|precum, oral sex, and disclosure
May 28, 2009
dr. bob! i donated this year to the nyc aids walk and an active gay/queer theater company that is floundering in chicago - so know that my heart is in giving, but my pockets are tight these days...!
my question: i'm a recent convert, feeling/doing great - but haven't had a relationship/sex since being diagnosed in january (i know!)...partly had to get my head a bit 'straight' on my shoulders and partly because i hadn't met anyone i was interested in. but now i have, and it's exciting, and he's hot, and it doesn't stress me out - but of course i think about when and how to disclose quite often...i know that this can be a hot issue, but it seems to remain completely personal to me. long story short, haven't told him yet...
on to the interesting stuff: i'm a big precummer. balancing this fact with my not having disclosed yet - and knowing that i will be wearing a condom when and if we have anal sex - i'm wondering about oral sex. i am currently not under meds, my viral load isn't sky high but it's far from undetectable...
basically i'm wondering if the risk of transmission through oral sex with my precummage is high enough to necessitate disclosure anyway - ya get my drift? i'd like it to come more naturally instead of the moment when his mouth is in my crotch, but then again, the world isn't perfect. thank god, it's much more interesting this way. there wouldn't be this forum if it were!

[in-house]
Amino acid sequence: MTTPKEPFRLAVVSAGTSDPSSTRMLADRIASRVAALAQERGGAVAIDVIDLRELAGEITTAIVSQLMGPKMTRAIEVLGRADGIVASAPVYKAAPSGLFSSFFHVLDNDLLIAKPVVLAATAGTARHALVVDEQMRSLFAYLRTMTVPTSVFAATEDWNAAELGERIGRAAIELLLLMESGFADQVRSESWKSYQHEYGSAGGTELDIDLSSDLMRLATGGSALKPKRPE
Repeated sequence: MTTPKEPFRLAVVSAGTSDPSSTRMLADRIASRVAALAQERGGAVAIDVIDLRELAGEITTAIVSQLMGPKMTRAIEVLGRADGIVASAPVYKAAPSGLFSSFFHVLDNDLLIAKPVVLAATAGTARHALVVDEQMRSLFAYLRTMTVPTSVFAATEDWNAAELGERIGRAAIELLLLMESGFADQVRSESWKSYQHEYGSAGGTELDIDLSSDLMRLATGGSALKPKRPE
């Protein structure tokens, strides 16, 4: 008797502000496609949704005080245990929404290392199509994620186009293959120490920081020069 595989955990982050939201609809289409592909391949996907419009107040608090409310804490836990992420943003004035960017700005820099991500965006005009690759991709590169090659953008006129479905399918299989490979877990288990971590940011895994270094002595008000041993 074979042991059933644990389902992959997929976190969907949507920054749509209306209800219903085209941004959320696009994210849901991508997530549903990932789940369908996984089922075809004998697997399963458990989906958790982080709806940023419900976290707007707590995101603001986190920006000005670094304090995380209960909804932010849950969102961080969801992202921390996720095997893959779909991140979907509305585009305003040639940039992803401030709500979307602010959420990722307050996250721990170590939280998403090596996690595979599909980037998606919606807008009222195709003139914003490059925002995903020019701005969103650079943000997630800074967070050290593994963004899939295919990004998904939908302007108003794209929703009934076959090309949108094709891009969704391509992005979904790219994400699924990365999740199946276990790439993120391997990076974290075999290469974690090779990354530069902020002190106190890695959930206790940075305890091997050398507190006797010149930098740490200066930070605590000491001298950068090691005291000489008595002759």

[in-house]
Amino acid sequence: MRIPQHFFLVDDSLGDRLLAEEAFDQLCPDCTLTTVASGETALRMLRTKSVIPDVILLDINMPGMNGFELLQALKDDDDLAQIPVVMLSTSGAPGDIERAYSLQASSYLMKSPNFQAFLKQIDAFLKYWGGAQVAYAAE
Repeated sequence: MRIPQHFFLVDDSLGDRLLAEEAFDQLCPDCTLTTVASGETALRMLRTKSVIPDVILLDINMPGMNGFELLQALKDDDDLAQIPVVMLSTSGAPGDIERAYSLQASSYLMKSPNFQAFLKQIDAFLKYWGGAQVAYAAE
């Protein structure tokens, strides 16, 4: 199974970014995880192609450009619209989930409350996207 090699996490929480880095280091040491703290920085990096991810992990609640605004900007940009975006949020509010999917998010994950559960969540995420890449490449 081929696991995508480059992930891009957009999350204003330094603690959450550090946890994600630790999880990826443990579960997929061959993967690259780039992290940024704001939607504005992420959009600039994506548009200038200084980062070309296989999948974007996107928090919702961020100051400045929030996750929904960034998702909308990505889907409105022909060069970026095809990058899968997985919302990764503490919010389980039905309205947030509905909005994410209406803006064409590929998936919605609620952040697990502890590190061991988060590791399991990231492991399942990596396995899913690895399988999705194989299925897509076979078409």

thanks for your help, and all your past help and the help to come. look forward to hearing back.
| Response from Dr. Frascino
The optimal time to disclose HIV status differs in each case because each is unique. However, as a general rule I recommend disclosing early rather than late. Also, disclosing while your new Mr. Right is actively gagging on your trouser snake would not be a good idea. In fact it would be a very bad (and potentially dangerous) idea! You should have this discussion far away from the bedroom. Check out the archives of this forum. We have an entire chapter devoted to disclosing HIV status.
Pre-cummer maximus or not, you should disclose! Just reverse the situation. Wouldn't you want to know? Together, once you've disclosed your status, you can decide how to proceed. He may opt for condoms during oral sex. You should also review the information in the archives pertaining to harm-reduction strategies for magnetic couples. I'll repost a sample of what you can find in the archives.
condom failed (HARM REDUCTION STRATEGIES FOR MAGNETIC COUPLES, 2009) May 27, 2009